Same with the Yankee who readily yielded his soul up to the Federalists, the Globalists and the Corporation culture.

I grew up in a small, pleasant but provincial New England town in the 1950s when provincialism was the order of the day in post-war America. Historian Stephen E. Ambrose suggests that this new provincialism came from a residual terror that still stalked the base of the American psyche that this post-war peace and prosperity could yet unravel, as it had in the Great Depression and in the devastation of Europe during the two world wars.

With the Depression still a close memory, Optimism was the order of the day and the post-war American Religion, featuring Norman Vincent Peale and Billy Graham. The Cold War brought a new nuclear threat and the fate of the world seemed to hang tentatively in the balance, hinged on Dwight Eisenhower’s winning smile. (Speaking to Nixon in 1951 on the prospects of European recovery and development, Eisenhower said, “”What we need over here and in the States is more optimism in order to combat the defeatist attitude that too many people seem to have.”)

It was not a time for whiners, that was for sure, especially out there in the heartland, but focus, lest it fall back into the chasm. My own family’s direct trajectory back was not untypical: World War II, the Great Depression, WW I, migration from England and Ireland, starvation. And that was as far back as anyone could remember. Death in war, death by consumption, more war, poverty and a potato famine. Peacetime was more dangerous than war, and sometimes war brought deliverance.

Dobie Gilles, the star of an early sit-com, The Many Loves of Dobie Gillis, was the hero of the day, even in New England. He was blond and swell, like the prototype of the happy-face button, ever smiling and optimistic. He had a TV buddy named Maynard G. Krebs, starring Bob Denver, before he became famous as Gilligan on Gilligan’s Island.

Maynard G. Krebs is more interesting because he was the prototype for an entire generation 10 years later, as if he were one tired little cutting from a spider plant that had fallen accidentally off a window sill and grew unnoticed into an unkempt jungle, engulfing the suburban track house and the whole neighborhood, and all of Centerville. Maynard G. Krebs was Dobie Giles’ sidekick who never had a date, a beatnik with a little beard on his chin and a Congo drum, perfectly harmless and a good companion at a time when the hip people like Marlon Brando were still doing the mambo in Southern California.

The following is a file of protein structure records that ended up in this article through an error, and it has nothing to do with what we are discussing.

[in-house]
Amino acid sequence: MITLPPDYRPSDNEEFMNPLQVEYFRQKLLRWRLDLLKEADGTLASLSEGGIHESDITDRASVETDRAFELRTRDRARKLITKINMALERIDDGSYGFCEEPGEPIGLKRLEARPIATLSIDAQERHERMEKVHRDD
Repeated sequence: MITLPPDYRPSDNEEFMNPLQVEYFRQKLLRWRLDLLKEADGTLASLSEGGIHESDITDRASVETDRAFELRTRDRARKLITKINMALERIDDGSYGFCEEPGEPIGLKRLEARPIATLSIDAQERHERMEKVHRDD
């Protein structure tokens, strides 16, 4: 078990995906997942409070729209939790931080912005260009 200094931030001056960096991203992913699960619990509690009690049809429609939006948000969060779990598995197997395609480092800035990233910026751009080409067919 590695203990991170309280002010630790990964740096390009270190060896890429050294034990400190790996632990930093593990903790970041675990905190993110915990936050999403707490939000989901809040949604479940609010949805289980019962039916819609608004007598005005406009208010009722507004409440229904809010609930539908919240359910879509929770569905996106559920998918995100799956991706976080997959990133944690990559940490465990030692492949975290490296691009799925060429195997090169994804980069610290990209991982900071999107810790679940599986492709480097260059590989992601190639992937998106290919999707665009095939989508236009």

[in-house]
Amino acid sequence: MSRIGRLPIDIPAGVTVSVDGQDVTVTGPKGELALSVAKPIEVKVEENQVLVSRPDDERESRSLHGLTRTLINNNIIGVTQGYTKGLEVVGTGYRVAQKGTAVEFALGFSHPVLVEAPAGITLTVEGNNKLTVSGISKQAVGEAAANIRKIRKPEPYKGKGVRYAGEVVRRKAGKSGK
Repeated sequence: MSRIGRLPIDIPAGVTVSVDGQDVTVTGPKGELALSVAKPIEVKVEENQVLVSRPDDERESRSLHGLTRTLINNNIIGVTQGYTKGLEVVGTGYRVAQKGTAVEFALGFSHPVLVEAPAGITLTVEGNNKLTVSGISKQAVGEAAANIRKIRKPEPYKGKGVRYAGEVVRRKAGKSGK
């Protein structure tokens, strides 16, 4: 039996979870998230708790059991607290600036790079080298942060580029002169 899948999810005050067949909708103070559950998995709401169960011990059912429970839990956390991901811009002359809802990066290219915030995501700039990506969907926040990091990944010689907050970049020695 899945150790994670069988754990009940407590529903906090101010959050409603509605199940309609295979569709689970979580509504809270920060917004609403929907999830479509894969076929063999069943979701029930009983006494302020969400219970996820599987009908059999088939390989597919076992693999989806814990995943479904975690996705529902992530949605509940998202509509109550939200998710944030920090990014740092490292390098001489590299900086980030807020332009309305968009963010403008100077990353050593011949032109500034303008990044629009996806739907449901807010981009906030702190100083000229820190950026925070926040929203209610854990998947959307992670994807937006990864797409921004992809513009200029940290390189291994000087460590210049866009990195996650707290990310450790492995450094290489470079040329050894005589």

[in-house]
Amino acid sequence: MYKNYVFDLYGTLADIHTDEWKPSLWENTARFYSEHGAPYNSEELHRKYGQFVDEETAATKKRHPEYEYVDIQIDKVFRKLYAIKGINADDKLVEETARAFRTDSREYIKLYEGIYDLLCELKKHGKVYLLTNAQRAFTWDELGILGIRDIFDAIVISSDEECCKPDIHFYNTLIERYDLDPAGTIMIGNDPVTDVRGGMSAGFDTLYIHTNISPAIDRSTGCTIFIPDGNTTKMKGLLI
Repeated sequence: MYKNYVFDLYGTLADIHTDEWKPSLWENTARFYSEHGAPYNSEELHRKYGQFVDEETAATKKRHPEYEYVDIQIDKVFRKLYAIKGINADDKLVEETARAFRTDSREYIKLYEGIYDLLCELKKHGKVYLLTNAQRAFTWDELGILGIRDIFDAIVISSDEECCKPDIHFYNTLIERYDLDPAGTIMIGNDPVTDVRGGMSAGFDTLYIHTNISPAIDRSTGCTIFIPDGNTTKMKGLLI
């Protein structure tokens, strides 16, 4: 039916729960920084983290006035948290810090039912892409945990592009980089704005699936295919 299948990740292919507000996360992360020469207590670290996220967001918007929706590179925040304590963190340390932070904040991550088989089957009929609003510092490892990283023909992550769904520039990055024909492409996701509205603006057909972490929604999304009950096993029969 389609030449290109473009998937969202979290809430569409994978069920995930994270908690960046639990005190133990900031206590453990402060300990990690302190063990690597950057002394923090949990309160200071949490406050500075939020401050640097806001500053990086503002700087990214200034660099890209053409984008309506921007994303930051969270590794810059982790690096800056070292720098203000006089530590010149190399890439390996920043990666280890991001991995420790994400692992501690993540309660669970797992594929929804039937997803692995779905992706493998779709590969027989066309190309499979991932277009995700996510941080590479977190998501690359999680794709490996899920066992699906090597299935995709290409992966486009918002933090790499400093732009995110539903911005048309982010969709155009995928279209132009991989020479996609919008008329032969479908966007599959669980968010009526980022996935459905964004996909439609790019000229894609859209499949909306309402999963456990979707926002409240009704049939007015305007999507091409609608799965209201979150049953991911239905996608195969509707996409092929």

I can remember cows in my yard and even horses running down the street, when they would break through Herman Lavois’s fence – the Frenchman, my father used to call him. But with television it was to enter into the nation’s history, and early. One day, in first grade, coming home from school on the bus, one of my secondary memories of childhood which felt like my first moment of adulthood, I recall my mother acting uncharacteristically short and brisk and ironing earnestly, glued to the television. But what she called, “my shows” – the soaps - wasn’t on. What was on was the nasally, tenor voice of Joe Welch, swaying and dipping, as if in a dance, with the booming, bullying voice of Joe McCarthy.

What’s that? I asked.

The Hearings, she said in earnest, without looking up or missing a stroke with her iron.

What’s it about, I asked.

The Communists, she said. And that’s all she said.

But I knew.

Just the same, New England was a pretty good place to grow up in those days. There were few shrill voices. You could sense even then that these things were waiting for you but for now they were still far away. But the trees were dying, just as we were coming up - the majestic, elegant elms that ringed our property and all of wooded New England. Still, mother was near and there was always a sea breeze at hand.

What was unusual in this nice little town on the Saconnet River was that all of the really big changes in the world that happened when I was a young man seemed to begin right there practically in my back yard.

One day I would be sitting on the ground before I could even talk, pointing up and saying, “woo woo, woo woo,” and being scooped up into my mother’s arms, saved from being stepped on by a cow that had wandered in and was standing in my sand box, next thing it was beatniks, with pointy beards and sun glasses, and dark-haired girls with toreador pants, asking if my friends and I would mind carrying them and their Vespa motor scooters, which they had ridden on down from New York, across the river in our little sail boats, in their attempts to run police blockades that had been set up to stop them from entering the Newport Jazz Festival. Riots had flared between the musical acts. They were the most exotic people we had ever seen and seemed to come down out of the river itself out of nowhere.

That would be about 1958 and we would learn about the Maynard G. Krebs factor. We were interested – I was fascinated – but none of us became particularly attached.

Then the whole world seemed to revolve around us.